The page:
So, last time we looked at how to run an objects constructor to create a duplicate – which is what Adobe recommends as a replacement for duplicateMovieClip.
The problem is that even tho this solves a majority of the situations it does not let us copy an Objects state (such as a Display Objects position, graphics property or the content of an Array).
Flash copies primitive data types such as String and Int when they are assigned to a variable:
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var one:String = "hello"; var two:String = one; one = "bye"; trace(two); // "hello" (and not "bye")
However, when you assign a complex data type, such as a Vector, what you really get is a reference:
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var one:Vector. <string> = new Vector.<string>() one.push("something"); one.push("something else"); var two:Vector.<string> = one; one.push("and another thing"); trace(two); // something, something else, and another thing
How do we get around this? We can’t get a copy of the Vector by running it’s constructor; all we would get is another blank Vector.
Copying Objects with .clone()
A common way of enabling copying on objects is to implement a clone() method on the object in question, making sure that said method writes the current objects states on a new one.
Several classes have this built in, for example: Most Events, Bitmap Data, Filters and some Components.
Copy with ObjectUtil.copy()
If you are using Flex, you have the option of using ObjectUtil’s method copy() ( mx.utils.ObjectUtils.copy() ), which returns a reference to a copy of the supplied object.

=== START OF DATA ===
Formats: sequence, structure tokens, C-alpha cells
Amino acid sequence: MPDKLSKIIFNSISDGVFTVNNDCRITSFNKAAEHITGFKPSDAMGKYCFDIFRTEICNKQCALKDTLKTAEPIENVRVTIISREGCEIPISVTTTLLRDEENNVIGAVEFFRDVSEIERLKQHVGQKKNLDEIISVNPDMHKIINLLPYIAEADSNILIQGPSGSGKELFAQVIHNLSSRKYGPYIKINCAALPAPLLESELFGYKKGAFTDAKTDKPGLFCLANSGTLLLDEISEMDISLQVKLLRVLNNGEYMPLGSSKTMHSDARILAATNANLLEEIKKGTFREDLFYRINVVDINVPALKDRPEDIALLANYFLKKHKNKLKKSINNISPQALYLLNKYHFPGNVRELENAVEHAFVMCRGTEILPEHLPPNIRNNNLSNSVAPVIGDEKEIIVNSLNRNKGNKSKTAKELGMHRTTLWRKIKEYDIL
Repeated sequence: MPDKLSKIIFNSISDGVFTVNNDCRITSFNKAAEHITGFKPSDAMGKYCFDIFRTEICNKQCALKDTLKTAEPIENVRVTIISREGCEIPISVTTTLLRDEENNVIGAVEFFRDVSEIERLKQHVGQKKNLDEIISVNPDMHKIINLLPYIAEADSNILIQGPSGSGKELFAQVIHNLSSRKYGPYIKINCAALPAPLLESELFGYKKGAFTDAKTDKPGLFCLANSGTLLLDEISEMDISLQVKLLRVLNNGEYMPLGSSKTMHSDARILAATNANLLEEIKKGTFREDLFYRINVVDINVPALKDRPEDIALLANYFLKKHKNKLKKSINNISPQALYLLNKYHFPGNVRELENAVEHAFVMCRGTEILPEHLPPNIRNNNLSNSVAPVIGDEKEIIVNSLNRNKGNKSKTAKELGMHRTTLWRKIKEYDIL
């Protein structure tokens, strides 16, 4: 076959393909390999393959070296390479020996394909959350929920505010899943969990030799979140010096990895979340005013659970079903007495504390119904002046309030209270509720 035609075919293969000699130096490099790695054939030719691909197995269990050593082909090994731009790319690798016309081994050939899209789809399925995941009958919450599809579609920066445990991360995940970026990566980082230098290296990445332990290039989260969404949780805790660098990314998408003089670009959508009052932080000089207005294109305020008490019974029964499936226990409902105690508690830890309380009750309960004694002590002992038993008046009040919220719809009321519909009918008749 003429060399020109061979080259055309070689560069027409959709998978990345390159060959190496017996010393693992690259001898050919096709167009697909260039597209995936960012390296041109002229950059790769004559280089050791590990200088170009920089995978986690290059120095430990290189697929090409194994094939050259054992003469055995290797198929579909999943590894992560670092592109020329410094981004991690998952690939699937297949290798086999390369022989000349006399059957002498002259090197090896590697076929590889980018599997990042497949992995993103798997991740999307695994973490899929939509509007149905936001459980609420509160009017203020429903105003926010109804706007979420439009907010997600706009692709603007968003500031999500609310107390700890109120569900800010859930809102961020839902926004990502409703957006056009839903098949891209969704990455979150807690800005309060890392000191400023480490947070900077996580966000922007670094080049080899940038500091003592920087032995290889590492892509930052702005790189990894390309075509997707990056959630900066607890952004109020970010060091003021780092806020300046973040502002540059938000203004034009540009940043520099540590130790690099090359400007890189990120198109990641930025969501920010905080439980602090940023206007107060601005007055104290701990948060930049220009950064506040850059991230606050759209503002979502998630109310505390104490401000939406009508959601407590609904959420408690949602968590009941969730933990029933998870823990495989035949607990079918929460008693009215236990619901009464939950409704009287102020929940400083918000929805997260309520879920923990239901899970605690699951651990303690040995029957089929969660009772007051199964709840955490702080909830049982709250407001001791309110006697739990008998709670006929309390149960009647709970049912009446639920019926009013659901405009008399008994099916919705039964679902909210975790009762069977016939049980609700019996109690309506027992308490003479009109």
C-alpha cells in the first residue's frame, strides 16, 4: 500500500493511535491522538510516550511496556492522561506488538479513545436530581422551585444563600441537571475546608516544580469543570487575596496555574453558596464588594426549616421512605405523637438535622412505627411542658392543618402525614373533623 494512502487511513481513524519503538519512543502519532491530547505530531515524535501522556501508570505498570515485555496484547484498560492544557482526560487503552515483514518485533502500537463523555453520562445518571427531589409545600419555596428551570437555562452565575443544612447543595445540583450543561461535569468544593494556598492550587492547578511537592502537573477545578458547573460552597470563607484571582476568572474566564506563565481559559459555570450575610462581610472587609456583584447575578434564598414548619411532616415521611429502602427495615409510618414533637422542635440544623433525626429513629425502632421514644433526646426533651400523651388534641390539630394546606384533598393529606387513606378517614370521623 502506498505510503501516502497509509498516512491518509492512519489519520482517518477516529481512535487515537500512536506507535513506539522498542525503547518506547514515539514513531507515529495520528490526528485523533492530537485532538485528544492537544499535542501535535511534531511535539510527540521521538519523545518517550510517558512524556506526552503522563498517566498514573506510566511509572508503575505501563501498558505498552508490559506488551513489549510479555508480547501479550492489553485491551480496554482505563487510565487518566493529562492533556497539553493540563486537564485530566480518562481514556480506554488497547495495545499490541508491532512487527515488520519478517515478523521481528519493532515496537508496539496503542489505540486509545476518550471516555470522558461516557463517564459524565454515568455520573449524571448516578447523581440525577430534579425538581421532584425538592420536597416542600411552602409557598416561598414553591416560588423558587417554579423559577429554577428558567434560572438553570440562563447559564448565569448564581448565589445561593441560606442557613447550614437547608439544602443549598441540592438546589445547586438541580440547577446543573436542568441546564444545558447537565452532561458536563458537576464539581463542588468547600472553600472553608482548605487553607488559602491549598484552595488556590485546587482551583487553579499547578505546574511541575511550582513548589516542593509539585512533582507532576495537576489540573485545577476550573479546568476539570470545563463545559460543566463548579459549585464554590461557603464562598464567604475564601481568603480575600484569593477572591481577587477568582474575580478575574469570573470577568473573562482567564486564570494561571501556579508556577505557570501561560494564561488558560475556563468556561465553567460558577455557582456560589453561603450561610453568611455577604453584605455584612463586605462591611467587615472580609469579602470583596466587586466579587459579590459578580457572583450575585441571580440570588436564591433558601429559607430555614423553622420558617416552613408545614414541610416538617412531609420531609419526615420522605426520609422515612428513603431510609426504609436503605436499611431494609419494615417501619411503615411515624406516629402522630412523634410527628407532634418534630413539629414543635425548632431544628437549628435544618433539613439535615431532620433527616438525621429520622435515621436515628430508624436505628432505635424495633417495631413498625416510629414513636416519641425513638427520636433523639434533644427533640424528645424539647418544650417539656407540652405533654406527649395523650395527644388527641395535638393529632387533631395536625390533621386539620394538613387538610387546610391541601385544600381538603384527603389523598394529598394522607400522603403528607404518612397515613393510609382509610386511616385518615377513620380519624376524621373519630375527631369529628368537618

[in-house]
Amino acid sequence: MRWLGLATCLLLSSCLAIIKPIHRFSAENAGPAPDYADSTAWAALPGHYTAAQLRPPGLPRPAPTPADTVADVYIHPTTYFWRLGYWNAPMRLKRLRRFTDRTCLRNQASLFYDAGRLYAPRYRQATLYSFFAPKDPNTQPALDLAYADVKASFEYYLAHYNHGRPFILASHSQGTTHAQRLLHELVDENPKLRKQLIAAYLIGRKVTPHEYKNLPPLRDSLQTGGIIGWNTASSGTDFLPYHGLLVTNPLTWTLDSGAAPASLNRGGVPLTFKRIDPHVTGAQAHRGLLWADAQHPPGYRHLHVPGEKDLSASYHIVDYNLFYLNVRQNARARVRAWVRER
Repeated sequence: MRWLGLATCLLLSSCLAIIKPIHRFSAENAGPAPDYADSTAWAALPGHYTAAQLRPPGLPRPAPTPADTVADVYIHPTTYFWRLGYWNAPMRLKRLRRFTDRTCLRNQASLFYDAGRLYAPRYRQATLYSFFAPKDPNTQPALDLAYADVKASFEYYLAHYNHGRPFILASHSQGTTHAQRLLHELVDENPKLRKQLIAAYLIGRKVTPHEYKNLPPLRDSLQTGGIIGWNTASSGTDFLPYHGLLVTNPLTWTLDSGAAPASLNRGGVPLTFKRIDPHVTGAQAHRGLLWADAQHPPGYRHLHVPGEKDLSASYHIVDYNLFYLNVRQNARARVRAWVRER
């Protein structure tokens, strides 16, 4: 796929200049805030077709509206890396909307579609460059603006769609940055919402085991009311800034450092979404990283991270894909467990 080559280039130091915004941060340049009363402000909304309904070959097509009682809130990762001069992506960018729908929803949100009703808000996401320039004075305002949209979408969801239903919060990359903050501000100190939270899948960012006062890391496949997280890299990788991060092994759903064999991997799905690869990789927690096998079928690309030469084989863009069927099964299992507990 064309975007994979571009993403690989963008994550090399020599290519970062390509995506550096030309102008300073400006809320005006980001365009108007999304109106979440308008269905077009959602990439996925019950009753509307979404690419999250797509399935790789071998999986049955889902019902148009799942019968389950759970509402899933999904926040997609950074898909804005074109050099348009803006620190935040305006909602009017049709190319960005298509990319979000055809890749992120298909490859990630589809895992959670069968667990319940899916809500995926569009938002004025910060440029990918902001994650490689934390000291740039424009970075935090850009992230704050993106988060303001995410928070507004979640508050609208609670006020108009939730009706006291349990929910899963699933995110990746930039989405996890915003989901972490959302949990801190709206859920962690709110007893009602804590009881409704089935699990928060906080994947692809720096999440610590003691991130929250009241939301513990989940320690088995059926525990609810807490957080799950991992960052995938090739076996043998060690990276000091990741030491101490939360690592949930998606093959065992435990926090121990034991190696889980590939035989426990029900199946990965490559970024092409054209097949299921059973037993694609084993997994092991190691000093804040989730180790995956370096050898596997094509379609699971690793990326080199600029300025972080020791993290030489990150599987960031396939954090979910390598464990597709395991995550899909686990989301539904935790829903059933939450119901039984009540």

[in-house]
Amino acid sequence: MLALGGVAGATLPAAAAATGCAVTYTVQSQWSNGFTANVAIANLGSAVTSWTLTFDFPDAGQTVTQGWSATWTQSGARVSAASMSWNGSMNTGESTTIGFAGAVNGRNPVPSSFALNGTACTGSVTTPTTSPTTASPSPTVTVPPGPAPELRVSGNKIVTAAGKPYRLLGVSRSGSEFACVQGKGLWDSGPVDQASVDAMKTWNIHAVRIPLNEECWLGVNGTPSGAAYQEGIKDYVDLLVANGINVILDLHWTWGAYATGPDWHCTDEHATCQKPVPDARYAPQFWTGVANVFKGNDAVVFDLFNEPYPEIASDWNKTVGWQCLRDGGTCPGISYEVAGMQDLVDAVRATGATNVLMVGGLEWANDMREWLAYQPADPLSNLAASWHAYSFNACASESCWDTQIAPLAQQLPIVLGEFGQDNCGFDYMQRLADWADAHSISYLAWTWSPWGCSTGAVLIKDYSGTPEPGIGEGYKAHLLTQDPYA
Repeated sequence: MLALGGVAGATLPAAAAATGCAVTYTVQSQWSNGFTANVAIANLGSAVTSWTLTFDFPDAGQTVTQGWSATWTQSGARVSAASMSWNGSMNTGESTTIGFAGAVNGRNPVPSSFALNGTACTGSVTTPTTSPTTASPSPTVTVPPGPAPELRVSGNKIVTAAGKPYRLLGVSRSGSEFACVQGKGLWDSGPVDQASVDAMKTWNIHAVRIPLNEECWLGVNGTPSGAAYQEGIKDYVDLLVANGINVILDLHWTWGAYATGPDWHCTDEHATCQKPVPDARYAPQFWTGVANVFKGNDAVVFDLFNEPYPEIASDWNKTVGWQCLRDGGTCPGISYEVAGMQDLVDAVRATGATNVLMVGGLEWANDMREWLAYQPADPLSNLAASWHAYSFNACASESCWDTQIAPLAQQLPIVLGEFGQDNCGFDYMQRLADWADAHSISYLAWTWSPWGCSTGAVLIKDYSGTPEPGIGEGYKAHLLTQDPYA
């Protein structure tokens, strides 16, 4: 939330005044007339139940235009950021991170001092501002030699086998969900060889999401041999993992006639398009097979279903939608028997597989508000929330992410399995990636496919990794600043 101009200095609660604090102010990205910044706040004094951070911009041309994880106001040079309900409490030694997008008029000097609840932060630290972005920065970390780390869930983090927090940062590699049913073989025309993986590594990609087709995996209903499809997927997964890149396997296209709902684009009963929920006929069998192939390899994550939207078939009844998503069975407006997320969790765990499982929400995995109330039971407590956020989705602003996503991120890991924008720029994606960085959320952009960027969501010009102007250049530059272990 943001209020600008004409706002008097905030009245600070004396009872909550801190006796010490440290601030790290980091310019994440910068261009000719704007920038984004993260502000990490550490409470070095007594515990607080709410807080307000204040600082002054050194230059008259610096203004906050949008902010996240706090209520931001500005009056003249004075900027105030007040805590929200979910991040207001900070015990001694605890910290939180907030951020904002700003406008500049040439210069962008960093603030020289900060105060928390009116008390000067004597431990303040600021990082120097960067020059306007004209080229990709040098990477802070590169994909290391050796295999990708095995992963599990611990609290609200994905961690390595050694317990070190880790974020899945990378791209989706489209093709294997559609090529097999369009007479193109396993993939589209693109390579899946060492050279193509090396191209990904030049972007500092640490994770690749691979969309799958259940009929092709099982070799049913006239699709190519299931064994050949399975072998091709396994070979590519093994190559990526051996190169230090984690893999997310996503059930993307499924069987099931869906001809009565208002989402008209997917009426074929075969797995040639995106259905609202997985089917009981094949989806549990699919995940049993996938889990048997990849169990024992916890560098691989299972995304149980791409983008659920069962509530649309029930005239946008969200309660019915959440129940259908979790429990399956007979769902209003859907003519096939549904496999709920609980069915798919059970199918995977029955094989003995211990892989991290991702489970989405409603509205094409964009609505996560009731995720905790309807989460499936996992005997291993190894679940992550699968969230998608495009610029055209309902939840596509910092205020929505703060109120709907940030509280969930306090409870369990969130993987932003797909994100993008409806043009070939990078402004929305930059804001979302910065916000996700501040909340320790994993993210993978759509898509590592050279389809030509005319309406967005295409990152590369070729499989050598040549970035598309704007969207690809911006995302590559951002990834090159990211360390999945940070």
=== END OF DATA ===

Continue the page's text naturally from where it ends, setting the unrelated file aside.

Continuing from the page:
It does this by essentially copying the Object at byte-level. This is not the most efficient way to copy something, and thus it takes up some resources,
as the Object first have to be deserialized to be written to a Byte Array. Adobe has this to say:
This method is designed for copying data objects, such as elements of a collection. It is not intended for copying a UIComponent
object, such as a TextInput control. If you want to create copies of specific UIComponent objects, you can create a subclass of the component and
implement a clone() method, or other method to perform the copy.
So in other words, it’s not a silver bullet.
Copy with ByteArray.readObject / writeObject
This is a pretty sure fire way to copy something, even a deep matrix (many layered array) can be copied this way. However this method is slow, and it does not work on Display Objects. Let’s try it on our Vector:
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var one:Vector.<string> = new Vector.<string>() one.push("something"); one.push("something else"); var btArray:ByteArray = new ByteArray(); btArray.writeObject( one ); btArray.position = 0; var two:String two = btArray.readObject() as String; one.push("and another thing"); trace(two); // something, something else
The problem is that when we serialize an object and write it down in byte code we loose all meta data, such as type information. So we need to know what kind of class the copyed object belongs to and coarse it. This is not a problem here, but if the Object had been deeply clustered we would have lost a lot of the time saved by this on re-setting all the associated classes within the Object. How to solve this problem is discussed by Daron Schall here
Copy DisplayObjects with Senoculars duplicateDisplayObject class
Since there is no built-in way in Flash to copy a DisplayObject with states preserved we turn to a custom class written by famous-among-flash-developers
Senocular of kirupa.com who has written the duplicateDisplayObject class:
Essentially it does things the hard way; it uses the constructor property that I discussed in my last article to make a blank copy of an item of the same class and then assigns properties of the original object to the new one (filters, eventListeners and so on).
This means that the class will not work for custom extensions of Display Objects without a small rewrite. Nor can it handle deep copying, for that you will need to run it on every reference to a Display Object inside the one you are duplicating.